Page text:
JOHANNESBURG (Reuters) – South Africa’s new justice minister will apply to have his predecessor’s decision to extradite former Mozambican finance minister Manuel Chang to his home country set aside, according to a document seen by Reuters.
Chang has been in custody in South Africa since December when he was arrested at the request of the United States for his alleged involvement in $2 billion of borrowing that U.S. authorities say was fraudulent. He denies wrongdoing.
South Africa’s former justice minister, Michael Masutha, ruled in May to send Chang back to Mozambique to be held accountable for his alleged offences, a decision that displeased the United States and campaigners who subsequently challenged it in court.
The document – an affidavit served on behalf of the new justice minister, Ronald Lamola, that has not yet been filed in court – said Lamola did not oppose the campaigners’ application and intended to apply to set aside Masutha’s decision for review.
The document said this was on the basis that “the decision is irrational, and inconsistent with the constitution” as well as domestic, regional and international treaties to which the government is bound.
Reasons included a concern that Chang’s political immunity in Mozambique had not yet been revoked, and that information at the time of the previous minister’s decision indicated Chang had not been formally indicted in Mozambique, the document said. It added that the new minister wanted an opportunity to consider whether Chang could be extradited to the United States.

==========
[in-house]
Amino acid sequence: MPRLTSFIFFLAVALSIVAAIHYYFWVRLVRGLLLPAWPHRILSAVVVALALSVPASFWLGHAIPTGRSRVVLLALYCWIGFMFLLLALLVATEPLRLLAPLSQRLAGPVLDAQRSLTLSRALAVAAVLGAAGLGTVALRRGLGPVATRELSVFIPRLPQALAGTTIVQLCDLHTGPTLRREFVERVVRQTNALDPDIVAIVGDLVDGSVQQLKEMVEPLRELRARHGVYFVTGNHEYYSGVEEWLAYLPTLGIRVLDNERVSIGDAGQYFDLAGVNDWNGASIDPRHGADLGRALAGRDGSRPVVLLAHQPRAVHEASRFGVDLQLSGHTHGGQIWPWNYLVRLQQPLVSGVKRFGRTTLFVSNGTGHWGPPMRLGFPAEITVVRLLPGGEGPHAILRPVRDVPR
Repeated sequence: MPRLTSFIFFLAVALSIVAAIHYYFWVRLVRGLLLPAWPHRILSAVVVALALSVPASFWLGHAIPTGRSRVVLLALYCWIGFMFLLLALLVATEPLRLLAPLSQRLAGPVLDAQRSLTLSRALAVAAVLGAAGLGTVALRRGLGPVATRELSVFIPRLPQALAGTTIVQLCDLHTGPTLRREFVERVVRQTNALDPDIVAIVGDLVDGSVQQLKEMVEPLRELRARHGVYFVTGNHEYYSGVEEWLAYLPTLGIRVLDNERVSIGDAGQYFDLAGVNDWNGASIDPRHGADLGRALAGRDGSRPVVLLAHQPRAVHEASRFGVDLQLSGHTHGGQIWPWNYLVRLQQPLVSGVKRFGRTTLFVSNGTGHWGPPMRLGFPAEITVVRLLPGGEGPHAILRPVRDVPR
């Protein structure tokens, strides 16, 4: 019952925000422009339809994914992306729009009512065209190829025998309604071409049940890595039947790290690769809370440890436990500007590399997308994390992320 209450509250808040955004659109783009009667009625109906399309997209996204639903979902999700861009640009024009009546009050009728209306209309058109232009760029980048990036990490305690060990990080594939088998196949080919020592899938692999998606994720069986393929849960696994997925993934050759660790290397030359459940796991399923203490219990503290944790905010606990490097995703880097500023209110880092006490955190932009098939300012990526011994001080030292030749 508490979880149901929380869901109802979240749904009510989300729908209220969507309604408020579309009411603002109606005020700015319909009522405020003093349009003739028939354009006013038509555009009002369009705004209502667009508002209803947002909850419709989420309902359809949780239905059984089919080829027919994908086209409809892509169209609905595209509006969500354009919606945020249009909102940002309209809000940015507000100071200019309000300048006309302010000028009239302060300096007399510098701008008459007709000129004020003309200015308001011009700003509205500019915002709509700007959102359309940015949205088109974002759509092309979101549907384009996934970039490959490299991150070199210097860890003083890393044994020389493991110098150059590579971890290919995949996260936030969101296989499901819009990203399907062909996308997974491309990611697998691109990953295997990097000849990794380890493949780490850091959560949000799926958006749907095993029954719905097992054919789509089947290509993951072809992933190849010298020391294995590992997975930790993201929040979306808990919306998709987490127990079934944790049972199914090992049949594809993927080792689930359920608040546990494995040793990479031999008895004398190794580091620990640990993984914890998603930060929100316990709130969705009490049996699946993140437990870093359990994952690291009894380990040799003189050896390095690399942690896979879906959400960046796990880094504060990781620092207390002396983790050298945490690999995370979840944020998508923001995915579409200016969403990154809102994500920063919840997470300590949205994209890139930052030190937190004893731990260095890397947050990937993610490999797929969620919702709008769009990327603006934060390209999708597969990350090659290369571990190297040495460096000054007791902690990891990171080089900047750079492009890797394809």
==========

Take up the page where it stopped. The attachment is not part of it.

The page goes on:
Chang’s lawyer did not immediately respond to requests for comment.
His legal team had previously pushed for him to be sent to his home country, which sought Chang’s extradition only after his arrest in South Africa.
The U.S. charges relate to loans guaranteed by the Mozambican government, some of which it did not disclose, signed off by Chang during his 2005-2015 term as finance minister.
Analysts say a U.S. prosecution of the former minister could lift the lid on as-yet unknown details of the debt affair with potential implications for senior members of Mozambique’s ruling party ahead of elections in October.
While the United States did not appeal against the previous justice minister’s decision, it has expressed its disappointment and continued to press for the extradition of Chang to the United States via diplomatic channels.
Mozambique’s acknowledgement in 2016 of the undisclosed borrowing prompted the International Monetary Fund and foreign donors to cut off support, triggering a currency collapse and a debt crisis that Mozambique is still struggling to recover from.
(Reporting by Emma Rumney; Editing by Daniel Wallis)